, ,

A tale of the social media one-way street: City of Manor reverts back to the dark ages…

Reposting this from my blog “Social Media in the Public Sector“: https://inesmergel.wordpress.com/2012/05/29/a-tale-of-the-social-media-one-way-street-city-of-manor-reverts-back-to-the-dark-ages/

Remember the unbelievable Government 2.0 and social media success story of the City of Manor – a small town in Texas? Dustin Haisler, former city manager & CIO of Manor, was the driving force behind the use of WordPress to redesign the city’s homepage. He developed beta cities – a promise to revert other cities’ websites to the brand-new world of social media within 24 hours using the same template. He also started to use QR codes around the city to keep citizens up-to-date on the progress of construction sites or inform them about the history of a building or park.

With his enthusiasm, he caught the attention of the White House and many innovators travelled to Manor to participate in a conference celebrating Manor’s research and open innovation initiative “Manor Labs”. It is one of the first open innovation platforms in the country, using a virtual currency called “InnoBucks” that incentivized citizens to participate in ideation exercises to improve the effectiveness of the city. Another part of the initiative took the city’s “alpha” version (launched in 1913) to what Dustin Haisler called “open beta“: A version of the city’s website on which all citizens can openly engage with the government and each other.

Dustin’s success story was prominently featured in an article on Fastcompany.com titled “How an army of techies is taking on city hall“. He is a frequent guest speaker in my social media classes here at the Maxwell School and I consider him a true innovator and leader in his field. I recently checked back to take a screenshot of the City of Manor’s website for a presentation and was surprised to see that they apparently went back in time and put up a horrific website in a design that reminds me of the early days of the Internet.

Here it goes: The “new” design of the once so innovative City of Manor, a leader in open government, open innovation, and social media goodness in the U.S. What happened, Manor?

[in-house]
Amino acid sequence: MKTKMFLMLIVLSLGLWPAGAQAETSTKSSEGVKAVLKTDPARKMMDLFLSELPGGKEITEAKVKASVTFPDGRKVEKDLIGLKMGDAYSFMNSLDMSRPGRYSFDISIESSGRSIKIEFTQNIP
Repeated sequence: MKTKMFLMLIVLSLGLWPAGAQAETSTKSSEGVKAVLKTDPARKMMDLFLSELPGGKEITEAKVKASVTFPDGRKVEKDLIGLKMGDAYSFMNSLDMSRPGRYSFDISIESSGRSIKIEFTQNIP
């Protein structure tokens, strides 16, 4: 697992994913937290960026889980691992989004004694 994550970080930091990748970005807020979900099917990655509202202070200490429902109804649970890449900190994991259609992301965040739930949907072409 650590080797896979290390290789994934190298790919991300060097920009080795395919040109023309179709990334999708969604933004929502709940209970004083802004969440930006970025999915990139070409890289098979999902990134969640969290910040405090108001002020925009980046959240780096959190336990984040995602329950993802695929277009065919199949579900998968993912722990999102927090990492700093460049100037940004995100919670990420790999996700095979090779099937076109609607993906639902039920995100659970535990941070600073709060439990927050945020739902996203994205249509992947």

Leave a Comment

7 Comments

Leave a Reply

Samuel Lovett

I hope you will keep us posted on what caused the about-face. Seems like the techies have left the building in Manor– headed west to Silicon Valley?

Reply
Andrew Krzmarzick

Love Dustin – one of my favorite people in the Gov 2.0 movement.

The truth of the matter: it’s hard to build something sustainable – Dustin was a bright spot in Manor…but without a core group of people who buy into that vision and are committed to its ongoing success, it’s difficult for real change to stick.

Reply
Ines Mergel

@Chris: Yes, Dustin left over a year ago and became the Director of Government Innovation at Spigit. He handed everything over to a successor who kept the system going for about a year, but as soon as he was gone it all disappeared.

@ Corey: Yes! That was it :)

@ Samue: Dustin responded with some ideas of what went wrong and what is necessary: http://inesmergel.wordpress.com/2012/05/30/answers-via-govfresh-what-happened-to-manor/ -> We are preparing a longer post together and will keep you updated.

Reply
Peter Sperry

I don’t know know. I look at that wordpress site and see a crowded confusing homepage and wonder what is behind it. I look at the current homepage and see simplicity, critical info and easy to follow links which took me to all the information most citizens would ever need and wonder how this is viewed as a step backwords. It seems the web design social media world is becoming like advertising where rockstar videographers produce slick tv ads that win Cleos before jumping to the next big opportunity while more traditional ad people produce campaigns that actually sell product and stick with the client for the long term. Is the goal of government web design to provide citizens useful information quickly and easily with a site that it is inexpensive to maintain or is it to win peer awards with a site that requires multiple full time staff to ensure functionality of all the bells and whistles? Which option should a city council with limited funds and shrinking tax base vote to fund?

Reply
Dick Davies

Seems to me the problem is the issue of sustainable. Direct mail is thousands out, few back. The trick of social media is to get others to join and create a continuing presence. They come and go, but getting new people allows the site to grow and stay current. This looks like an unsupported one man show (meaning his bosses – all the way up – weren’t each posting twice a week.

Reply